10 best U.S. cities for real-estate investors
1. Tucson, Ariz.
Opportunities abound for those interested in buying single-family homes, condominium or co-op units, and town homes as investments, with people scooping up properties at a discount and turning them into rental properties.
2. Austin, Texas
Compared with the rest of the country, home prices didn’t plummet in Austin — nor in many other parts of Texas, for that matter — when housing markets nationally went from boom to bust.
3. Kansas City, Mo.
Prices are recovering in Kansas City, and interested investors may want to consider acting soon, according to Realtor.com. The median list price for homes in Kansas City was $134,950 in February, an increase of nearly 4% when compared with a year ago.
4. Baltimore, Md.
Baltimore should find a bottom in home prices within the year, according to Realtor.com. One indication of stabilization in the market: The median list price was $239,500 in February, up more than 3% from last year
5. Fort Worth, Texas
Unemployment in Fort Worth is lower than the national average, and demand is driving home sales. Homes there are selling 20 times faster than last year.
6. Salt Lake City, Utah
Inventories are down more than 30% over the past year in Salt Lake City, and at $195,000 the median list price was up 5.46% in February, compared with a year ago, according to Realtor.com.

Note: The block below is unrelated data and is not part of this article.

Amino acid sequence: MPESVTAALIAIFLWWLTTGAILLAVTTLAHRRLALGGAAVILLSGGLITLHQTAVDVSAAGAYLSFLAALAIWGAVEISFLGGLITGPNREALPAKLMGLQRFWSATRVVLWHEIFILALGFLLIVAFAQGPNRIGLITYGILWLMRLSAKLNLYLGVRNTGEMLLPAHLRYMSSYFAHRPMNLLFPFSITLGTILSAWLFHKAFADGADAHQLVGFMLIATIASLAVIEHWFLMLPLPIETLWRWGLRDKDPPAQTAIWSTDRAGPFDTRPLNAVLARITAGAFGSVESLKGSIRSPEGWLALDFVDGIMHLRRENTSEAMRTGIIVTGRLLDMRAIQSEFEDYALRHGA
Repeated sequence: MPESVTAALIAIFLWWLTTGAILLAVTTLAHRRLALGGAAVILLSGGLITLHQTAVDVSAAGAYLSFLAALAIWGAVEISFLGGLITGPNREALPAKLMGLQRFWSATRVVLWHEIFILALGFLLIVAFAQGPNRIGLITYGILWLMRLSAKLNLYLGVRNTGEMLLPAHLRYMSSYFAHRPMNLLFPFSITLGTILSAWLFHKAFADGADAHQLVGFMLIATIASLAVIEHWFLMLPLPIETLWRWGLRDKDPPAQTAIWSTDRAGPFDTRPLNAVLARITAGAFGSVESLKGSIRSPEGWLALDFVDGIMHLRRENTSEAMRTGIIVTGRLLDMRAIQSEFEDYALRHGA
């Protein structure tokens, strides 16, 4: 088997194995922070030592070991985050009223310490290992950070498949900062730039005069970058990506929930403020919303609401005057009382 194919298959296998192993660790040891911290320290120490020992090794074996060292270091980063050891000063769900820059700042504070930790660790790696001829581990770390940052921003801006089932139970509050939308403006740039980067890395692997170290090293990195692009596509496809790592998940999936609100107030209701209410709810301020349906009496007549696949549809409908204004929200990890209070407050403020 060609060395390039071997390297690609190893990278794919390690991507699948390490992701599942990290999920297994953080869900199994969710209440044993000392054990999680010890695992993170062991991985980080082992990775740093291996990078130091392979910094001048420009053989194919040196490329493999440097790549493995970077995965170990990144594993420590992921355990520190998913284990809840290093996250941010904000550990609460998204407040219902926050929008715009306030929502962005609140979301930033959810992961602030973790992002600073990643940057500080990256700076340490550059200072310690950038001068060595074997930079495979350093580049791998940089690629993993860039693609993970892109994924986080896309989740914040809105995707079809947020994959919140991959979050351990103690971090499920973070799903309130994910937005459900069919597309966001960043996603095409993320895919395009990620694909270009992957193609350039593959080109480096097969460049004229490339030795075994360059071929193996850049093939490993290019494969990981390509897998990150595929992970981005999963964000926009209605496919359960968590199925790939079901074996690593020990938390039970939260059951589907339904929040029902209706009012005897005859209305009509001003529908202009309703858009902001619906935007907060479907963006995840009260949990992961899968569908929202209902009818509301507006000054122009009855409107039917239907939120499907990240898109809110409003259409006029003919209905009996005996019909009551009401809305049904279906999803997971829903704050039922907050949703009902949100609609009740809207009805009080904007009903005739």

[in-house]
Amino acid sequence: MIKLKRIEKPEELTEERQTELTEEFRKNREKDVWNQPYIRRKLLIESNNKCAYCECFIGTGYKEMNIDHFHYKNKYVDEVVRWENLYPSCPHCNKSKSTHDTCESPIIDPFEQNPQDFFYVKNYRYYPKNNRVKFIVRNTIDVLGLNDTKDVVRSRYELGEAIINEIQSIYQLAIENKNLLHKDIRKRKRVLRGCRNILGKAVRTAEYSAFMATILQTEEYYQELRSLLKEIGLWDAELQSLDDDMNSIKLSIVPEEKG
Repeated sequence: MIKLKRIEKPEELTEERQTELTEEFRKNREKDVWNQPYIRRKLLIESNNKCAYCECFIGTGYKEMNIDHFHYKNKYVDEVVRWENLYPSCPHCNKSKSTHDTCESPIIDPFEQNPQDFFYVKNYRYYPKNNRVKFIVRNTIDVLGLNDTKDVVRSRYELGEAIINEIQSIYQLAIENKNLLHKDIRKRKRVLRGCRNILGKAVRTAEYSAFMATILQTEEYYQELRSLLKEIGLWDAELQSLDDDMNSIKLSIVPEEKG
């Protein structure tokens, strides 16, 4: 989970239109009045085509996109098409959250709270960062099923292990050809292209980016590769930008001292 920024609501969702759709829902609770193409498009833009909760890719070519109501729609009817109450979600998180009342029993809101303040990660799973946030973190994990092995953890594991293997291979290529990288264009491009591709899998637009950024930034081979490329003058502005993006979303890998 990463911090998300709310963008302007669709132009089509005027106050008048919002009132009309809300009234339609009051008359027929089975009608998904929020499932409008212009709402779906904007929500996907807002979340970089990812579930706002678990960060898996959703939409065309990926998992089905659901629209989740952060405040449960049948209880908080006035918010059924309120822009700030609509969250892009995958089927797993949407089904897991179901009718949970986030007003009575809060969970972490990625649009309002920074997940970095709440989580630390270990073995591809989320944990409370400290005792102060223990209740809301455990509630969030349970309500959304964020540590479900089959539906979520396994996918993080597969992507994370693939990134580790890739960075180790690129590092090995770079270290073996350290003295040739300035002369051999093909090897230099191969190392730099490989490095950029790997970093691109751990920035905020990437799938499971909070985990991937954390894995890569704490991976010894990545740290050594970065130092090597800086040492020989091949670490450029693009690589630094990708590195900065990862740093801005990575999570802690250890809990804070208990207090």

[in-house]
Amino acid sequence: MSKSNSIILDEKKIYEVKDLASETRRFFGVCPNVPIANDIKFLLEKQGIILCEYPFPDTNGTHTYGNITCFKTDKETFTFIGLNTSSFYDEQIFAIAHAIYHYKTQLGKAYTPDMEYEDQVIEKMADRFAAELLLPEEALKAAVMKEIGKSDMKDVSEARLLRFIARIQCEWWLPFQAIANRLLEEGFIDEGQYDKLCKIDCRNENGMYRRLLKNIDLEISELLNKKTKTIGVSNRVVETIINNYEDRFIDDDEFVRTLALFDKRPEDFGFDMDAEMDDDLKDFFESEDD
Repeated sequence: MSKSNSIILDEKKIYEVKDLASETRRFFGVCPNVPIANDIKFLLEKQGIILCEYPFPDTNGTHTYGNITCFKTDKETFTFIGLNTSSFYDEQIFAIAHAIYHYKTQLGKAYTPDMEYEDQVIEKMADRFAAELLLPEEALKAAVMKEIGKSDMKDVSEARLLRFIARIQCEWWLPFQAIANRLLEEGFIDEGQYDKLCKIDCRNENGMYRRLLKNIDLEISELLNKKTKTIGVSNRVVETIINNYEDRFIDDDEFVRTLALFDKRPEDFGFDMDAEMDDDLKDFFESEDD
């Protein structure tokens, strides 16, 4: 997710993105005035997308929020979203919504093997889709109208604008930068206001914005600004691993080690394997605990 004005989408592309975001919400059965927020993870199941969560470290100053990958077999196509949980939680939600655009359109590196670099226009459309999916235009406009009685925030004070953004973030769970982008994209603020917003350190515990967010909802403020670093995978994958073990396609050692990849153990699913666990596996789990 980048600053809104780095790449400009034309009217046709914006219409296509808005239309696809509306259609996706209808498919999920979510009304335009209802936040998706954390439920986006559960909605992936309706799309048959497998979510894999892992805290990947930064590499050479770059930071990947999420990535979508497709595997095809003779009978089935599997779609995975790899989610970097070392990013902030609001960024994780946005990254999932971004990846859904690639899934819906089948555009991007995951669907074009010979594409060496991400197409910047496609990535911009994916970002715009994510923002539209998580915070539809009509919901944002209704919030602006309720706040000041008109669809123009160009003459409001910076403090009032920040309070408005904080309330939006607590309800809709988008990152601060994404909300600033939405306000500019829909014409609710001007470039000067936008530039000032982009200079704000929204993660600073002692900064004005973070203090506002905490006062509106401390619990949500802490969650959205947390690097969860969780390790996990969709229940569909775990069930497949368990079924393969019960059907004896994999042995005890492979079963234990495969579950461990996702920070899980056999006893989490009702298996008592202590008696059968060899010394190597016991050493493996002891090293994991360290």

7. San Jose, Calif.
Those with the means to invest in Silicon Valley could do quite well, as growth in jobs has led to a housing shortage in the area. Because of high housing prices — the median list price in San Jose was $468,888 in February — many residents are renters.
8. Raleigh, N.C.
Raleigh’s apartment-occupancy rate is at 95%, and its unemployment rate is below the national average. Single-home inventory is down by nearly 24% over the year, and the median list price was $215,000 in February, up 7.5% from a year ago.
9. Milwaukee, Wis.
With an unemployment rate of 6.9% at the end of the year, and a median list price of $175,000 in February, Milwaukee is a market that could recover quickly, according to Realtor.com. Inventory is down nearly 21%, compared with a year ago.
10. St. Louis, Mo.
Prices are still falling in St. Louis. And its rental market is softer than the rest of the country. But with a median list price of $159,000 in February, houses can still be bought at bargain prices.